Perhaps it would be erroneous to distinguish religion and philosophy in many instances. Most sincere attitudes take on a religious bent. Indeed, in many cases the complete loss of religious belief has made political positions become quasi-religious. Frequently, these are not arguments about society. They are statements about absolute values. They are ideals about how we should live our lives. This is not a debate where evidence is adduced – if you disagree you are considered fundamentally wicked. Because people are now treating their political opinions as though they were creedal formulations; to dissent from them is heresy.

Much of this is done under the banner of “tolerance”. While some people really are tolerant, clearly others are fearful and tired. How many is hard to say. Since alternative views are rarely given a significant platform, nor expressed. But judging from a strong undercurrent of online frustration, it appears modern tolerance is as deaf as intolerance.

But all this is very familiar. When something is put before enough people that seems enormously valuable, the chance of having it, the chance of losing it, can drive them quite mad. It has a similar effect in the moral world as pursuing gold in the economic world. It can create a kind of gold rush. People want to reach Nirvana ahead of their fellows. And are extremely disdainful of those who don’t want to reach it at all.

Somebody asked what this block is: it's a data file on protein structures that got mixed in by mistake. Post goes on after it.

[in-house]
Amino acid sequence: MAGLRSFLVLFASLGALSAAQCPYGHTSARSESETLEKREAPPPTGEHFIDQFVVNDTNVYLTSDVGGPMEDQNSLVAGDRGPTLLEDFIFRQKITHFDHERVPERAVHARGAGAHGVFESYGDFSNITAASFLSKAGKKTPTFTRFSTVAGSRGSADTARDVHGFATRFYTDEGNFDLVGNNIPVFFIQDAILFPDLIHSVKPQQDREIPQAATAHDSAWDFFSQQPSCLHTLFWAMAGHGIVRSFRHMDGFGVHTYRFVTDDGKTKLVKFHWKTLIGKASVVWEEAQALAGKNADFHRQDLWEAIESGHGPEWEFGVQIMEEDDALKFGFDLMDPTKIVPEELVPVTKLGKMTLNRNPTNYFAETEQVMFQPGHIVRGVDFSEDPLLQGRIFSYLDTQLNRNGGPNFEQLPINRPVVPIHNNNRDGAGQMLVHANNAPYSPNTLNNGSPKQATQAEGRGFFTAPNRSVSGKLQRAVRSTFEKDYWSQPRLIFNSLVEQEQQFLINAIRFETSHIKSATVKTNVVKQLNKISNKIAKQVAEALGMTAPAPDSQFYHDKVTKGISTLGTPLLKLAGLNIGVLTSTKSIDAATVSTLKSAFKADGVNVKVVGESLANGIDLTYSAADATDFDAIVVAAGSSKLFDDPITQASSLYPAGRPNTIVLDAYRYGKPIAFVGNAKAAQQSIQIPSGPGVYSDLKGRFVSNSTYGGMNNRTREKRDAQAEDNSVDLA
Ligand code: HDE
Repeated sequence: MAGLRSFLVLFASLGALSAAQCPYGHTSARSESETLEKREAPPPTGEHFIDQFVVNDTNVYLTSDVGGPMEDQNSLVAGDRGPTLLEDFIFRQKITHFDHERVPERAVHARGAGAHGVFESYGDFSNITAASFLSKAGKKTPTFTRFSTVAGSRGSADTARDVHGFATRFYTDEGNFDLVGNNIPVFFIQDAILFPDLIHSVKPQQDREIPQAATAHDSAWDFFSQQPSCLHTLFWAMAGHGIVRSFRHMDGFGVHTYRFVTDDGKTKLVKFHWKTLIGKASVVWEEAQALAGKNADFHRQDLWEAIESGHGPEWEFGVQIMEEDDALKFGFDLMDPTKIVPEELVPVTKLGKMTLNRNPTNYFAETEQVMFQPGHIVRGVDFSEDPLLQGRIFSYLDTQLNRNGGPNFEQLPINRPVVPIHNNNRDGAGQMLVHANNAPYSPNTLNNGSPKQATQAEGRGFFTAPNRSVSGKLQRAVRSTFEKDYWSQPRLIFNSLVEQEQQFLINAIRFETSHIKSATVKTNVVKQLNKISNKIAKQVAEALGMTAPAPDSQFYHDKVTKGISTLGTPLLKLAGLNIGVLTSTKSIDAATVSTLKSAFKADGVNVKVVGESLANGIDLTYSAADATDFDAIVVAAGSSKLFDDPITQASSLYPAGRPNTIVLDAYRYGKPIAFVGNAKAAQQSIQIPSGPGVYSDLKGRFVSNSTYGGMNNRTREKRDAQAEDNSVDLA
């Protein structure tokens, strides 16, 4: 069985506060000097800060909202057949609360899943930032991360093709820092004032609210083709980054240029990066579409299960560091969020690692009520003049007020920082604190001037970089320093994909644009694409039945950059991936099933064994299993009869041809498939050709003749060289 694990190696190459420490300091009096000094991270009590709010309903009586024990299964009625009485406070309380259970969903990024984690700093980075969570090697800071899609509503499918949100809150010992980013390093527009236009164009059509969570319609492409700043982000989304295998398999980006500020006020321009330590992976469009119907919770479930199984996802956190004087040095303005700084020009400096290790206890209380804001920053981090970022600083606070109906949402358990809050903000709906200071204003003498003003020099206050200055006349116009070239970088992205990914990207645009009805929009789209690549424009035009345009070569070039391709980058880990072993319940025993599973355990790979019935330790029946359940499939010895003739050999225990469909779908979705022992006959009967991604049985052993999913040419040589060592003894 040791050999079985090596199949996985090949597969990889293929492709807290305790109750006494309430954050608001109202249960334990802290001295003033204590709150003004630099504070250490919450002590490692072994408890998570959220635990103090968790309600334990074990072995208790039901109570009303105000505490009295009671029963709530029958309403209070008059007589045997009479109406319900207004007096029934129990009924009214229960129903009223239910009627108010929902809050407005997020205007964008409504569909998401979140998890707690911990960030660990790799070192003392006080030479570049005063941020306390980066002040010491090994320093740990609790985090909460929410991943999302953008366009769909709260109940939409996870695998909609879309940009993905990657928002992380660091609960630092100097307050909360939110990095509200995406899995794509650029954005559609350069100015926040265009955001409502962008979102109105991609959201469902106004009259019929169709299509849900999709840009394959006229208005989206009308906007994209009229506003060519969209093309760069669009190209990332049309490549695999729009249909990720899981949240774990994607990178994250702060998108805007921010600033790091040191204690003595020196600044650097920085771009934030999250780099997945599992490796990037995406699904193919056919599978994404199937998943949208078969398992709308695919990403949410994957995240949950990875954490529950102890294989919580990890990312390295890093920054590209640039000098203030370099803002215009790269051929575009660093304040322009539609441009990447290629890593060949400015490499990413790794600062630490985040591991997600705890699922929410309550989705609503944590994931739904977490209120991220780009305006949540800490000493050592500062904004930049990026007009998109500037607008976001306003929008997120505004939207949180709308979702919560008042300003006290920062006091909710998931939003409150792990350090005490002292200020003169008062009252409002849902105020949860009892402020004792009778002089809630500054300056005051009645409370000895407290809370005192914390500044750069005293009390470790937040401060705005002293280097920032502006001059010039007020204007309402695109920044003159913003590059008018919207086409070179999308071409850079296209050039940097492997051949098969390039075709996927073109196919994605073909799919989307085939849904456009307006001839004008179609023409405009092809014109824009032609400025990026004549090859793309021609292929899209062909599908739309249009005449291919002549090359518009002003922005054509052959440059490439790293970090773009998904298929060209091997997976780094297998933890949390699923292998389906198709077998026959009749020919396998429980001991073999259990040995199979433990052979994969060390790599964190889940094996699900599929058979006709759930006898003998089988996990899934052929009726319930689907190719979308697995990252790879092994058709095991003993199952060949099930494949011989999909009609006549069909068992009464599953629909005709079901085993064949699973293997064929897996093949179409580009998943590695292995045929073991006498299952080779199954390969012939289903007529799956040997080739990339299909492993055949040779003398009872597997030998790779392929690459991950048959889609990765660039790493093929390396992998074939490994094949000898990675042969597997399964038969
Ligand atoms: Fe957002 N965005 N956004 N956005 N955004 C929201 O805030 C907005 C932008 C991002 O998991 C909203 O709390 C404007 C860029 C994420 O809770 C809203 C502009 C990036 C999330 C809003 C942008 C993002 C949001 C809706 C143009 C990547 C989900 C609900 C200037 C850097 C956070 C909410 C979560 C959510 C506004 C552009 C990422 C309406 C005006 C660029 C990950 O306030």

Though this story is as old as the hills, its age doesn’t make what it reveals about human nature any less true. We have an innate need for justice and meaning. A need for purity and perfection. A need to transcend the limitations of self. A predilection for in-group conformity and out-group belligerence. We are predisposed to crusade for these things. But while the ancients had the humility to supress their ego, the wisdom to not put themselves at the centre of the drama and to be subordinate to something much greater, the gold hunters of today seek wealth in their own name, not His; they don’t do it for His glory, they do it for their own.

This is a huge difference and one I thought that was worth mentioning.